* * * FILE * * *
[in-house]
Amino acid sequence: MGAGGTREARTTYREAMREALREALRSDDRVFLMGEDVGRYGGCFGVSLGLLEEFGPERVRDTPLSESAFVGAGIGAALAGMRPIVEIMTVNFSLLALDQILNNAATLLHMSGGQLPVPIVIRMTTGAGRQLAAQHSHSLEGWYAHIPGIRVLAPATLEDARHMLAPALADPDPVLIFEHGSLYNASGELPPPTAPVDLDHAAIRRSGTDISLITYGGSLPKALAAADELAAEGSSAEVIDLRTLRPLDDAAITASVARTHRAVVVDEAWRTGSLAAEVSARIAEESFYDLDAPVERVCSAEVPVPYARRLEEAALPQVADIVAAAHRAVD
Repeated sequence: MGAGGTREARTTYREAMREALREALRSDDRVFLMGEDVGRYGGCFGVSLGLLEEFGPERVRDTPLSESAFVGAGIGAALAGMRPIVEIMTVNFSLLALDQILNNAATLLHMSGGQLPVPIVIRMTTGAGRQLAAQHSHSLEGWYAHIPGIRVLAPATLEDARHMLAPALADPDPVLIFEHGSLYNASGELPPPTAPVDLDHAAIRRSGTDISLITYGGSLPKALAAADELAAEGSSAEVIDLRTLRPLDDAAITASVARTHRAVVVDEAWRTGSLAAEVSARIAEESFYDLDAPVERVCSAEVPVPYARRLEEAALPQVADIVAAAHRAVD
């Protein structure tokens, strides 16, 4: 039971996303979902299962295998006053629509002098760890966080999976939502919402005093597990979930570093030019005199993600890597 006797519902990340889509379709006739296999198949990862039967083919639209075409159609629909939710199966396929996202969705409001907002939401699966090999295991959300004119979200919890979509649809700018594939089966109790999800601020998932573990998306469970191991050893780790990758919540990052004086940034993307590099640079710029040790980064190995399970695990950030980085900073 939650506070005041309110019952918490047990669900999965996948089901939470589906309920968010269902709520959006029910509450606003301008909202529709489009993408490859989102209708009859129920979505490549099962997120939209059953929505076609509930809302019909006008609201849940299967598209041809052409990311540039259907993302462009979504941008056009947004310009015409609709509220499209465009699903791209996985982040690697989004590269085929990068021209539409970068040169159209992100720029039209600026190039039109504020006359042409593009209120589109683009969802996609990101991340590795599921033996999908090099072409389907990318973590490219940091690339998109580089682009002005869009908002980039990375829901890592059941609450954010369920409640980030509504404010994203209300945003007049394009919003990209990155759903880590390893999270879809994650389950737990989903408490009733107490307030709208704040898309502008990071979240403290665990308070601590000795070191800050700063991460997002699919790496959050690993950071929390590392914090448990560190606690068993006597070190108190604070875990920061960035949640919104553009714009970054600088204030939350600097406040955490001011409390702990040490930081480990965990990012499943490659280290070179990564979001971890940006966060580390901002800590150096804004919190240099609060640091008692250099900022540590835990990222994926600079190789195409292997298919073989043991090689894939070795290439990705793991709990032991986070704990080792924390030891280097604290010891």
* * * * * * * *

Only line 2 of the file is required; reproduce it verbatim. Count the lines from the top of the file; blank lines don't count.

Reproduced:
Amino acid sequence: MGAGGTREARTTYREAMREALREALRSDDRVFLMGEDVGRYGGCFGVSLGLLEEFGPERVRDTPLSESAFVGAGIGAALAGMRPIVEIMTVNFSLLALDQILNNAATLLHMSGGQLPVPIVIRMTTGAGRQLAAQHSHSLEGWYAHIPGIRVLAPATLEDARHMLAPALADPDPVLIFEHGSLYNASGELPPPTAPVDLDHAAIRRSGTDISLITYGGSLPKALAAADELAAEGSSAEVIDLRTLRPLDDAAITASVARTHRAVVVDEAWRTGSLAAEVSARIAEESFYDLDAPVERVCSAEVPVPYARRLEEAALPQVADIVAAAHRAVD